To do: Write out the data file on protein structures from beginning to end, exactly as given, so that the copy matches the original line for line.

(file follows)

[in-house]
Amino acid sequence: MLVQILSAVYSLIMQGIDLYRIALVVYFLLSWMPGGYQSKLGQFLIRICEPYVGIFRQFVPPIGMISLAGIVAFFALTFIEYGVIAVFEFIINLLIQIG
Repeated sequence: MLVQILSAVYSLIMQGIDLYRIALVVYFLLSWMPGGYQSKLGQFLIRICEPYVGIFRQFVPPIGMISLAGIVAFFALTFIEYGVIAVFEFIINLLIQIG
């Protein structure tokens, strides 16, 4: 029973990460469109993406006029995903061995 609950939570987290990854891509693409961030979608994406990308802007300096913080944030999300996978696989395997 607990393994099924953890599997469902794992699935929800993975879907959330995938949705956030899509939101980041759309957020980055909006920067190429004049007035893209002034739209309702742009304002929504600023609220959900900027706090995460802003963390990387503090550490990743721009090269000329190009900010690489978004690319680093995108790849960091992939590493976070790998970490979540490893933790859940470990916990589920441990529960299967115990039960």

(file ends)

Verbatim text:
[in-house]
Amino acid sequence: MLVQILSAVYSLIMQGIDLYRIALVVYFLLSWMPGGYQSKLGQFLIRICEPYVGIFRQFVPPIGMISLAGIVAFFALTFIEYGVIAVFEFIINLLIQIG
Repeated sequence: MLVQILSAVYSLIMQGIDLYRIALVVYFLLSWMPGGYQSKLGQFLIRICEPYVGIFRQFVPPIGMISLAGIVAFFALTFIEYGVIAVFEFIINLLIQIG
């Protein structure tokens, strides 16, 4: 029973990460469109993406006029995903061995 609950939570987290990854891509693409961030979608994406990308802007300096913080944030999300996978696989395997 607990393994099924953890599997469902794992699935929800993975879907959330995938949705956030899509939101980041759309957020980055909006920067190429004049007035893209002034739209309702742009304002929504600023609220959900900027706090995460802003963390990387503090550490990743721009090269000329190009900010690489978004690319680093995108790849960091992939590493976070790998970490979540490893933790859940470990916990589920441990529960299967115990039960």